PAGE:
Tuesday, March 11, 2003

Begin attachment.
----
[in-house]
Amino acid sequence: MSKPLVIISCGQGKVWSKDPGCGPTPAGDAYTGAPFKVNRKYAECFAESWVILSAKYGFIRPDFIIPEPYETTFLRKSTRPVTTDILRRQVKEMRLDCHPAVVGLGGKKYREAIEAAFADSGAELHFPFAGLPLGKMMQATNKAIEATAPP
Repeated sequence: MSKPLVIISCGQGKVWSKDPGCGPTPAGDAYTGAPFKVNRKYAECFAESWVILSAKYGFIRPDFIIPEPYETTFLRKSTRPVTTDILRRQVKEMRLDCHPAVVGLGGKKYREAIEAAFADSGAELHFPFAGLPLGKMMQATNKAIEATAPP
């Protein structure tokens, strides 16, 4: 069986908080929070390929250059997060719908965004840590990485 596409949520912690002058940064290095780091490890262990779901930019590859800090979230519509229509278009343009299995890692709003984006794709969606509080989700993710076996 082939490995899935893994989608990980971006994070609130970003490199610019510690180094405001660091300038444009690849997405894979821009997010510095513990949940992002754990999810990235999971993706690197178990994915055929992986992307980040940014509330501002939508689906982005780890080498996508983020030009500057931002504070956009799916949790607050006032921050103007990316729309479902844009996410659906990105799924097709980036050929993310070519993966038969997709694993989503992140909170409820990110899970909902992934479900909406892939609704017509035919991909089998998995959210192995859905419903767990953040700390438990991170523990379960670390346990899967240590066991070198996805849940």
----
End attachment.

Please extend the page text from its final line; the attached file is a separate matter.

A friend across the way who's at the epicentre of a mini crime-quake compares the neighbourhood to a frontier zone, complete with raids, armed skirmishes and defensive barricades. One draws strength from accounts of other frontier experiences. London, for example, in the early 18th century, "was in the grip of the worst crime wave in its history, with highwaymen, burglars and pickpockets preying on the populace, even in broad daylight. The city was in an administrative mess. Roads were deep in mud and poorly lit. A rabbit warren of hastily erected buildings became instant slums . . . The city of London and Westminster had a population of 660 000, and it was estimated that within the city walls lived over 10 000 professional thieves." Its officials were rotten to the core

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